Racing: Festival spirit prompts plans for sixth Scottish racecourse

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The Independent Online

A new racecourse may be established in Scotland within the next 10 years following the release yesterday of an impact study undertaken by Scottish Racing.

The study found that £125 million was generated in 2001 for the Scottish economy while £10.75m of capital investment is planned for the next five years between the five current courses north of the border – Ayr, Hamilton, Kelso, Musselburgh and Perth.

The report also stated that the sixth course should "be located with good access to resident and tourist populations and have training facilities, a racing school, an all weather track and a visitor attraction and be located within the Edinburgh/Glasgow/Stirling triangle".

Bill Farnsworth, the general manager at Musselburgh racecourse, said: "The new course is some way down the line, but it would provide a big boost for owners and trainers in Scotland and it is something being seriously considered."

In the interim, Farnsworth is hoping that there will be an increase of perhaps "15 to 20" race meetings a year in Scotland. He went on: "There are certain periods of the year when opportunities are limited for Scottish-trained horses on their home soil.

"However this is not simply a question of Musselburgh, all five courses are involved and we also intend to 'cluster meetings' and have festivals as they do very successfully in Ireland to make racing in Scotland more customer-friendly for those who have to travel long distances.

"We are working with those in the tourism industry and perhaps we could have a meeting up here on a Friday and another on a Monday it would encourage people to come up and stay longer."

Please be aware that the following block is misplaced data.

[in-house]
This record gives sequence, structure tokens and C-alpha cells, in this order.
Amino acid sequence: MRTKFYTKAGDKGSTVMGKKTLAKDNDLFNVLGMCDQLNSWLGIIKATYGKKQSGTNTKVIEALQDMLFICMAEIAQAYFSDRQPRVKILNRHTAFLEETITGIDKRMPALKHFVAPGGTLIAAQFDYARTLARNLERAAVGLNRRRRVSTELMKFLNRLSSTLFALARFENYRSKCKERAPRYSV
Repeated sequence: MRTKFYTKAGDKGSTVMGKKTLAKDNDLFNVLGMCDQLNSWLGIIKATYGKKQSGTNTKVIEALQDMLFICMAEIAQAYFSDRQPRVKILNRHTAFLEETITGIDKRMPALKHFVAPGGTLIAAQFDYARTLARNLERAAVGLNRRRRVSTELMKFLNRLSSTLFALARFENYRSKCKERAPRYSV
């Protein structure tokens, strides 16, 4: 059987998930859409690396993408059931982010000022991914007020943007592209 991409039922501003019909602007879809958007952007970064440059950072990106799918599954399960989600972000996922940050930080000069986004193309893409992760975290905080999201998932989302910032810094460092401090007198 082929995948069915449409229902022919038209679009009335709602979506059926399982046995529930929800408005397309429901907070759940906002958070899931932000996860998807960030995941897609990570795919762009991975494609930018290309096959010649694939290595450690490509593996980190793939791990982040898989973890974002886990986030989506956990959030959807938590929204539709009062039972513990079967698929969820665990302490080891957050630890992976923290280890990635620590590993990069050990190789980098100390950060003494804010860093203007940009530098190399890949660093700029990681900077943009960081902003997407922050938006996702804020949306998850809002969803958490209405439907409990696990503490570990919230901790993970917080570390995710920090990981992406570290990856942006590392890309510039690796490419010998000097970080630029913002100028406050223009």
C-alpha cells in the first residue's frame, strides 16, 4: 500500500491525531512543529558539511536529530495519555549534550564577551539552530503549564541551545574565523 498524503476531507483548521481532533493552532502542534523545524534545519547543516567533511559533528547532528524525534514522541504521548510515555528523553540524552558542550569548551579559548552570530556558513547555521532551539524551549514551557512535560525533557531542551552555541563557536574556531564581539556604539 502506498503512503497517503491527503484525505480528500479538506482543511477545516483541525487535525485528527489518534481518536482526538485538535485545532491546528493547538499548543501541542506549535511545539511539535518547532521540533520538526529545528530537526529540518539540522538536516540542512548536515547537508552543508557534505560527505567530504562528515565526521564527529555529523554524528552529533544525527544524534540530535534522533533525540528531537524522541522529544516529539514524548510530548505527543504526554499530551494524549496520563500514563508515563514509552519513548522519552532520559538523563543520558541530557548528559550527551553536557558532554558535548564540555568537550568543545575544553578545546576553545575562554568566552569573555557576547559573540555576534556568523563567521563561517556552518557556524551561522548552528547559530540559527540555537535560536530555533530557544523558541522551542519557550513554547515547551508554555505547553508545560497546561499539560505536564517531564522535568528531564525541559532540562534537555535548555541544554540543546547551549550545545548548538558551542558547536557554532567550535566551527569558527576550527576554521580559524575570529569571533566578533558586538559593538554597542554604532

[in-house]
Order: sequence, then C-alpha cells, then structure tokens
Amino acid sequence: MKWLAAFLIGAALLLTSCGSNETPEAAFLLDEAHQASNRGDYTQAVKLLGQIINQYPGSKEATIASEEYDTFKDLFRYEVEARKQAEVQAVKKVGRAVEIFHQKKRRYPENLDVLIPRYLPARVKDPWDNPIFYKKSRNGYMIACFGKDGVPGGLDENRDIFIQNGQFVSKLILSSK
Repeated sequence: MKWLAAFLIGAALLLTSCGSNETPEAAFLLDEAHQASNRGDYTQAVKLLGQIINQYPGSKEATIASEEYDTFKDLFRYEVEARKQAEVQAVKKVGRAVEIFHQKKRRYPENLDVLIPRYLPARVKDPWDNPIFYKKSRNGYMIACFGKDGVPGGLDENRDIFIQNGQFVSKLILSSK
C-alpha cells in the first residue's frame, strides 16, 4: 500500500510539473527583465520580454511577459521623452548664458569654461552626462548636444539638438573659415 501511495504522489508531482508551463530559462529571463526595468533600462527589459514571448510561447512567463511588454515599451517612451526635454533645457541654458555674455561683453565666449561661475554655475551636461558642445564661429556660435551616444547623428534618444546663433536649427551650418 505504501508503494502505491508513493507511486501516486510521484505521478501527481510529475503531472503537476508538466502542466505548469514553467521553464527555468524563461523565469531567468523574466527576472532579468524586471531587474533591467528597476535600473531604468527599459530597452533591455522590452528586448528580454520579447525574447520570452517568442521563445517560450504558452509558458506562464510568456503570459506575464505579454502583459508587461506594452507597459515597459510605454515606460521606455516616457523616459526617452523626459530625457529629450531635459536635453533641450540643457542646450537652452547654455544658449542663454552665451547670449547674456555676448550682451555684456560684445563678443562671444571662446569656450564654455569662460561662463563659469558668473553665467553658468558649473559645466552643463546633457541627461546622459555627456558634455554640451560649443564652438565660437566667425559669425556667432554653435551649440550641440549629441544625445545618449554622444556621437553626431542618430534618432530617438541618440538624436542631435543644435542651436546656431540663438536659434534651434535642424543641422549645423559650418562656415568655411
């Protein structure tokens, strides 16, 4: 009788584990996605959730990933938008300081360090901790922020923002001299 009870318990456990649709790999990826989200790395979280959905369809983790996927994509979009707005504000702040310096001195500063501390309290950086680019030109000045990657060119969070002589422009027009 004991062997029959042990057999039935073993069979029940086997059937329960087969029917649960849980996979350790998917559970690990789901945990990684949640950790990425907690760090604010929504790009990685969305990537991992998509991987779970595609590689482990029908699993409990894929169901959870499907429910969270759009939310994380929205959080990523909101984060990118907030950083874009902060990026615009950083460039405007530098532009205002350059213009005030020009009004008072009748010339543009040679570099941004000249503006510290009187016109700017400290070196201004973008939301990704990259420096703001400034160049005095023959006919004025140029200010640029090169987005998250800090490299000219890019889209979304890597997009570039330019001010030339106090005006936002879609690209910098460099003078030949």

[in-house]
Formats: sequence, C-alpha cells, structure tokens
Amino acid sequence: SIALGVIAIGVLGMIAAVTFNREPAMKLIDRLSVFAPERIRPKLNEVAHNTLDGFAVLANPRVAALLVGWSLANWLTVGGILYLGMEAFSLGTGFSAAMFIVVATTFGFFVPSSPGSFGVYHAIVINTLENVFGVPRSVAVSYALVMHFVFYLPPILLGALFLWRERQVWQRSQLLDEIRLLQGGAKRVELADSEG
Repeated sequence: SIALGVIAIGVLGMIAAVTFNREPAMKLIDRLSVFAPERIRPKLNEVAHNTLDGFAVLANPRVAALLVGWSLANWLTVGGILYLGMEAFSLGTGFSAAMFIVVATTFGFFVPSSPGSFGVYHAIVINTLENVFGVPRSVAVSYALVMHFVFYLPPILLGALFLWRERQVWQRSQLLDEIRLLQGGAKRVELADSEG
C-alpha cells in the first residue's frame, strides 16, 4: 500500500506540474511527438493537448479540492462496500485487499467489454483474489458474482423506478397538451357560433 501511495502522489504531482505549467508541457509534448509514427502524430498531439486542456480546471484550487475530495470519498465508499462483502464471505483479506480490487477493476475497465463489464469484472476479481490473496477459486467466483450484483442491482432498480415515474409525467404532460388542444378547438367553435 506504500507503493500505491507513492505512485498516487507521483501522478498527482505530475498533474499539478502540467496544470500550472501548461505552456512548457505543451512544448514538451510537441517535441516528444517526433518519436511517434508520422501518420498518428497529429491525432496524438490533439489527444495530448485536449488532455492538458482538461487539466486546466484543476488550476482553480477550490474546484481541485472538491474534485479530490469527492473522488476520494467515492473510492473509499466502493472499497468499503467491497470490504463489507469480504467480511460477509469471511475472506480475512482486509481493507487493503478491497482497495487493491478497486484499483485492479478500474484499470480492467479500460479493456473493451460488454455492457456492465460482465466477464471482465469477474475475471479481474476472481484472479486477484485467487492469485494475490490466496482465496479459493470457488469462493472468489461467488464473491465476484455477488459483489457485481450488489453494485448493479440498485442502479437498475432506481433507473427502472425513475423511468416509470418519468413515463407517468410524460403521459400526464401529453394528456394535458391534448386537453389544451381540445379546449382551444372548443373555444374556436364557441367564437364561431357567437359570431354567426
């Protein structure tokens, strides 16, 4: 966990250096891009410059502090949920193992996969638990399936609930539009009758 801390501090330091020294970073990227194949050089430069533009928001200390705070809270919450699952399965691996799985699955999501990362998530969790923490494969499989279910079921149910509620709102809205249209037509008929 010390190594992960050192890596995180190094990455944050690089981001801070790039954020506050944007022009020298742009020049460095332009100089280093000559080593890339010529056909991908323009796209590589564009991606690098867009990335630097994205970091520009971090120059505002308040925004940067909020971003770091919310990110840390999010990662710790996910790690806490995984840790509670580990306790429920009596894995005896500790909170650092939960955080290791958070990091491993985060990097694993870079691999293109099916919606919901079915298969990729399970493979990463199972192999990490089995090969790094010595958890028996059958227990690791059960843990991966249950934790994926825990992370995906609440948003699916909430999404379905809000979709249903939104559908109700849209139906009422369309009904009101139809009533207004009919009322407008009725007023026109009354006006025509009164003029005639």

There have already been discussions with the BHB and Farnsworth concluded: "Trevor Beaumont [British Horseracing Board director of racing] has been a breath of fresh air and we have been much encouraged by his reaction."

On the track at Musselburgh yesterday, the maiden auction stakes sparked controversy. The winning jockey, Martin Dwyer, who got Notty Bitz home by one and a quarter lengths from Whipasnapper, picked up a two-day suspension for careless riding.

The stewards concluded that Notty Bitz had interfered with Kieren Fallon's mount, Arran Pilot, who was beaten a short head for second – but also decided that the interference had not improved the winner's placing.

But Fallon, who will be making a trip to his native Ireland to ride at Cork on Sunday, said: "The other horse nearly had us on the floor and we would definitely have won."

In Ireland yesterday, Joe Walsh, the agriculture minister, called for an all-weather track to be built. "It is a shortcoming in Irish racing that there is no all-weather track here and in the relatively near future I'd like to see that situation rectified now that so much government money has gone into the sport," he said. Walsh referred to Ballydoyle trainer Aidan O'Brien taking his horses to Lingfield in Surrey last week to gallop on the sand surface there.

* After today's break for Good Friday, British racing resumes with six meetings tomorrow and 15 on Easter Monday.

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